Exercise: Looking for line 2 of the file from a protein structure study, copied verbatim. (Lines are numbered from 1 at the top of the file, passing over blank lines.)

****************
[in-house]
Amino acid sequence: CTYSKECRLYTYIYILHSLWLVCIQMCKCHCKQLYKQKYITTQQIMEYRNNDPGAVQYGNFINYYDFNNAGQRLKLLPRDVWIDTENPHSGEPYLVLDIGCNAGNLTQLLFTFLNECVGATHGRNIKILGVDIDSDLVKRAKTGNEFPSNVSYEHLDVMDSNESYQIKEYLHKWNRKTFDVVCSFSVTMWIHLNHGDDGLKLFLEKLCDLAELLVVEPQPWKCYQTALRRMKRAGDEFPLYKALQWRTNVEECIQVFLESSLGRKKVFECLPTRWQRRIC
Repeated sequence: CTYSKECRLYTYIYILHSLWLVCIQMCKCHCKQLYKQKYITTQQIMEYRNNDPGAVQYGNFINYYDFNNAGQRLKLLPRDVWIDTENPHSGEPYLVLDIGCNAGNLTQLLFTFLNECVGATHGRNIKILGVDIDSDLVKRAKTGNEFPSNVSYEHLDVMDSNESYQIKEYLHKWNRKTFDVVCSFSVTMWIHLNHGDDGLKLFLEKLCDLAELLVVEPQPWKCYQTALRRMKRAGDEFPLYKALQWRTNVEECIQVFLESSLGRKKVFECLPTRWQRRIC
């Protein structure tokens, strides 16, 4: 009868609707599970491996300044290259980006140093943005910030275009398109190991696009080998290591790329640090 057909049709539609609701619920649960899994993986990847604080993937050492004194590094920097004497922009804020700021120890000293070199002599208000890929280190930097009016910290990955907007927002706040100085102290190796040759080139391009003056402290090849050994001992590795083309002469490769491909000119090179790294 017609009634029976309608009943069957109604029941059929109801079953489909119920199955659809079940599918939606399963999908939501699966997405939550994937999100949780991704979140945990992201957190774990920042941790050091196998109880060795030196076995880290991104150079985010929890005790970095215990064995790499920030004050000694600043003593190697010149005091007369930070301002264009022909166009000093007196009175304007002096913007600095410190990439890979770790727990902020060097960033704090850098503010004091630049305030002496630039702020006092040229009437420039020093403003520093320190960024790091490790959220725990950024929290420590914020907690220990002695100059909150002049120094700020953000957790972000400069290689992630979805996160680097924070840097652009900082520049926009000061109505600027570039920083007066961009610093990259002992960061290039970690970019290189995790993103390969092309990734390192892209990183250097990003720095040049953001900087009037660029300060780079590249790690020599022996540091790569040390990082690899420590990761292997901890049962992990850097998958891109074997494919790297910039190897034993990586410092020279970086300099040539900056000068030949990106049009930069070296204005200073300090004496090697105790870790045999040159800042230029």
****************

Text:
Amino acid sequence: CTYSKECRLYTYIYILHSLWLVCIQMCKCHCKQLYKQKYITTQQIMEYRNNDPGAVQYGNFINYYDFNNAGQRLKLLPRDVWIDTENPHSGEPYLVLDIGCNAGNLTQLLFTFLNECVGATHGRNIKILGVDIDSDLVKRAKTGNEFPSNVSYEHLDVMDSNESYQIKEYLHKWNRKTFDVVCSFSVTMWIHLNHGDDGLKLFLEKLCDLAELLVVEPQPWKCYQTALRRMKRAGDEFPLYKALQWRTNVEECIQVFLESSLGRKKVFECLPTRWQRRIC